Coast Guard Heroes: Rollin A. Fritch
Posted by LT Stephanie Young, Friday, January 17, 2014
The Coast Guard Compass was proud to unveil the first 14 heroes the service’s new fast response cutters would be named for and we are even prouder to share the next 10 names with you in a continuation of our Coast Guard Heroes series. Over the next two weeks we’ll be sharing profiles of the namesakes of the Coast Guard’s fast response cutters, from legends of the U.S. Life-Saving Service to courageous men who served during the Vietnam War. Today, we share with you the story of Rollin A. Fritch.
Written by Christopher Havern.
The transport ship USS Callaway was off the coast of Luzon, in the Philippine Islands on Jan. 8, 1945, when desperate Japanese kamikaze attacks were launched in a determined effort to break up the landings. Eventually a suicide plane broke through heavy antiaircraft fire to crash on the starboard wing of Callaway ‘s bridge. Cool and skillful work against resulting fires kept material damage to a minimum and one of the men who sprung into action that day was Seaman First Class Rollin A. Fritch.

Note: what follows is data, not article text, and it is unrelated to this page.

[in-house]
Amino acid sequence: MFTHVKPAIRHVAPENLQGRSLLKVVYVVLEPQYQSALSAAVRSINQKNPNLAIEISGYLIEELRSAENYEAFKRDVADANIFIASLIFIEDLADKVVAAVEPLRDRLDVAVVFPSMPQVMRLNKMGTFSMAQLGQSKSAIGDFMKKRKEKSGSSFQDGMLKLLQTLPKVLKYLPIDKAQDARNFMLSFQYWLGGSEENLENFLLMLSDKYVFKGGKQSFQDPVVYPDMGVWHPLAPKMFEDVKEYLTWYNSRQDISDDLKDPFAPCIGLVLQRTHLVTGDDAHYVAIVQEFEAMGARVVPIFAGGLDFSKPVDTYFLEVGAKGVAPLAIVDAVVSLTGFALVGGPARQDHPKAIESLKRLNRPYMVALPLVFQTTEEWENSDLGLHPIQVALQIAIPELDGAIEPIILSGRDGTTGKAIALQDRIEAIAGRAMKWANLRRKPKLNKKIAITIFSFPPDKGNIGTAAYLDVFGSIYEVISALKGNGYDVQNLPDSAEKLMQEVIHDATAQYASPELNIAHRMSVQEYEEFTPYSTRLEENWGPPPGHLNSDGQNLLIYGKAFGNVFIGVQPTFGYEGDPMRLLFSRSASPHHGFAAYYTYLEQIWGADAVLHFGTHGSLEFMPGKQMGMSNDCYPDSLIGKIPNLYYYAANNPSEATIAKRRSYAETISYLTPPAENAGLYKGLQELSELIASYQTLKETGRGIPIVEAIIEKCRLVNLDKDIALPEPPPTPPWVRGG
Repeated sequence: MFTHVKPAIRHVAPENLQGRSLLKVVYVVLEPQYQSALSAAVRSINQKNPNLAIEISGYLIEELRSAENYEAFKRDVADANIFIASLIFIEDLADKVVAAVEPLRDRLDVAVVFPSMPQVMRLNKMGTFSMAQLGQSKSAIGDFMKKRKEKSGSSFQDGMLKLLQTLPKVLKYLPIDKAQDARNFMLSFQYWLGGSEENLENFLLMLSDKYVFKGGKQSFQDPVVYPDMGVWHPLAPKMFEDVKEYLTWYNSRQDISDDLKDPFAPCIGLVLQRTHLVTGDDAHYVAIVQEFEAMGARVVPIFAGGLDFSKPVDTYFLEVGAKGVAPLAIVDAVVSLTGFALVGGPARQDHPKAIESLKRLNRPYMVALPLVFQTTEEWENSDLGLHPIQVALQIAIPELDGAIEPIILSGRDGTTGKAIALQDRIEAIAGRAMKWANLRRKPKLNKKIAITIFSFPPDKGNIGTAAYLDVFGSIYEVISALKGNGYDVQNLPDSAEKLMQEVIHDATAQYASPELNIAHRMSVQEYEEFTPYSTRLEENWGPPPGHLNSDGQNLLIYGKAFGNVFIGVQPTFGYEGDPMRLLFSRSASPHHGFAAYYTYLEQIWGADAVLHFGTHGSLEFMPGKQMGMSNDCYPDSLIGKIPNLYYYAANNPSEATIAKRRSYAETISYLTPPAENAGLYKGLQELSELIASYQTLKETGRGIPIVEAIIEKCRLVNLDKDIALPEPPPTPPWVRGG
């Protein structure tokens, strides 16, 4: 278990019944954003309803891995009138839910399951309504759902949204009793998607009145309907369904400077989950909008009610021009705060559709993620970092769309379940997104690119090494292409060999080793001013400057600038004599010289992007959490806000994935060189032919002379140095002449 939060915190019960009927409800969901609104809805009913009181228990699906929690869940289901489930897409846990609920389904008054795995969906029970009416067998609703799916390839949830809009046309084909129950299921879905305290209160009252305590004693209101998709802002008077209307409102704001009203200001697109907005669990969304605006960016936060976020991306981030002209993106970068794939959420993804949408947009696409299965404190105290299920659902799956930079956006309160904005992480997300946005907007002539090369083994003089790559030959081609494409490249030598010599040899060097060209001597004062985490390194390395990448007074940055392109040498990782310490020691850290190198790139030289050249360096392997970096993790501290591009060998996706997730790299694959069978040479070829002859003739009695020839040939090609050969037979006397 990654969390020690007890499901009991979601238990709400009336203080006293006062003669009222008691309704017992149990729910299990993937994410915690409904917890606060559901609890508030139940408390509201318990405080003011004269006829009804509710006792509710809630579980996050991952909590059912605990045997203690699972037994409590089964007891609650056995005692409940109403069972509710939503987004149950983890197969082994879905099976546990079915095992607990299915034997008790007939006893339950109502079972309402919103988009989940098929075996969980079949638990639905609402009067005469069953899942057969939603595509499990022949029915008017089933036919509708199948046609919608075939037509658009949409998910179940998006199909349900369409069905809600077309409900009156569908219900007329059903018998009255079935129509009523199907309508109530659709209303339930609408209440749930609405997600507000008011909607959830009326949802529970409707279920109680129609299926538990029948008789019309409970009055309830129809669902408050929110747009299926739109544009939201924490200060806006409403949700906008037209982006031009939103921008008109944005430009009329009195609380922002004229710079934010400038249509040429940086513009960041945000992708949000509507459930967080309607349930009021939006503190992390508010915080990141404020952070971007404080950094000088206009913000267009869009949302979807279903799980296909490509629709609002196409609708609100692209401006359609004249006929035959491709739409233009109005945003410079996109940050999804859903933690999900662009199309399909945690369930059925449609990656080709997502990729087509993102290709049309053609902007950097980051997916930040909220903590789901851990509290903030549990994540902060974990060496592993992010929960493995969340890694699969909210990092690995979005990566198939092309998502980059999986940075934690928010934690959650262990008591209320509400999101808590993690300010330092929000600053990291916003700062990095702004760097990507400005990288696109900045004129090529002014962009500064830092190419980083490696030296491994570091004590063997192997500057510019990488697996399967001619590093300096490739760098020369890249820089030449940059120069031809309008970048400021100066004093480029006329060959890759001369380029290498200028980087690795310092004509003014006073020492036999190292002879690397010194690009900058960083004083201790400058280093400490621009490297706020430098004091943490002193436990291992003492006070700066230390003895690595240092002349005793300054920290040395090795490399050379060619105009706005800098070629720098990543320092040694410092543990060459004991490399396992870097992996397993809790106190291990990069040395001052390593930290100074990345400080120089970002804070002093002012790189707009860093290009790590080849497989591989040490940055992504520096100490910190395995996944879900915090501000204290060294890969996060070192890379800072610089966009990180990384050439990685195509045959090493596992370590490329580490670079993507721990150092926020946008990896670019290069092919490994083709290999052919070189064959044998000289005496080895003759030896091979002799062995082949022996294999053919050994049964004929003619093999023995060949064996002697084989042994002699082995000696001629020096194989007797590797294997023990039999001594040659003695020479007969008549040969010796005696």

Fritch served as a member of a gun crew aboard Callaway and manned his station aggressively when the Japanese kamikaze aircraft attacked the vessel. He unhesitatingly relinquished all chance of escape as the plane plunged toward the target and remained steadfastly at his gun. He continued to direct his fire with unrelenting fury upon the enemy until carried away with his weapon by the terrific impact.
Ultimately, 29 of Callaway ‘s crew were killed and 22 wounded. With indomitable fighting spirit and unyielding devotion to duty in the valiant defense of his ship he gallantly gave his life for his country. For his heroic and selfless actions in the face of the enemy, Fritch was posthumously awarded the Silver Star.
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